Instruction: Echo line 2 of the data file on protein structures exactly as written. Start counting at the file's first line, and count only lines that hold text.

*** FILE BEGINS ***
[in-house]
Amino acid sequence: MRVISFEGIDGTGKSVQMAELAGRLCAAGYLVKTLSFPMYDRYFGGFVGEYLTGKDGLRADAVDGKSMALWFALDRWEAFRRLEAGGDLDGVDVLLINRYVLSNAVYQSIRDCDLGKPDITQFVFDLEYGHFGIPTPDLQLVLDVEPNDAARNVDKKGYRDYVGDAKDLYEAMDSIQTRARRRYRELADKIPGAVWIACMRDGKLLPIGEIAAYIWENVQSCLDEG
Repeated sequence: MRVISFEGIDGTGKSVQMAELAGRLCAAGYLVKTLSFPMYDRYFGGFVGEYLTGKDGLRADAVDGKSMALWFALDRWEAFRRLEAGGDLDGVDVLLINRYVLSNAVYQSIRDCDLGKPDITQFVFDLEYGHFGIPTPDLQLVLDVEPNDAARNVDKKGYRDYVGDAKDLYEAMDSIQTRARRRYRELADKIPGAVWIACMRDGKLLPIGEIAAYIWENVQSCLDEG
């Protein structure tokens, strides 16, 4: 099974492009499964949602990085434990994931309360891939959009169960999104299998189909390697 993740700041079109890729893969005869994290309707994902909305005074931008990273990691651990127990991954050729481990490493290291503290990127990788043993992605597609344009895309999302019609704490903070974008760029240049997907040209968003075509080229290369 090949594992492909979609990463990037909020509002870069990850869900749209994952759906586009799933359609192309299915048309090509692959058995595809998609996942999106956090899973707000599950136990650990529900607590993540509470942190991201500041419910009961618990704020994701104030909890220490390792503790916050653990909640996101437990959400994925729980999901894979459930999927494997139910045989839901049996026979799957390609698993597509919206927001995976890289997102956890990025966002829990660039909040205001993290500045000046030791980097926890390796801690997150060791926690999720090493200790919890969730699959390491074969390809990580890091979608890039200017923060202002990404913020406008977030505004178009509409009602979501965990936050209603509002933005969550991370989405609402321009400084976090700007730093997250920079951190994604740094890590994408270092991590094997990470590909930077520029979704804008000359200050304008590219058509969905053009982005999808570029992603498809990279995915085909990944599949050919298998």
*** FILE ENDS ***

Amino acid sequence: MRVISFEGIDGTGKSVQMAELAGRLCAAGYLVKTLSFPMYDRYFGGFVGEYLTGKDGLRADAVDGKSMALWFALDRWEAFRRLEAGGDLDGVDVLLINRYVLSNAVYQSIRDCDLGKPDITQFVFDLEYGHFGIPTPDLQLVLDVEPNDAARNVDKKGYRDYVGDAKDLYEAMDSIQTRARRRYRELADKIPGAVWIACMRDGKLLPIGEIAAYIWENVQSCLDEG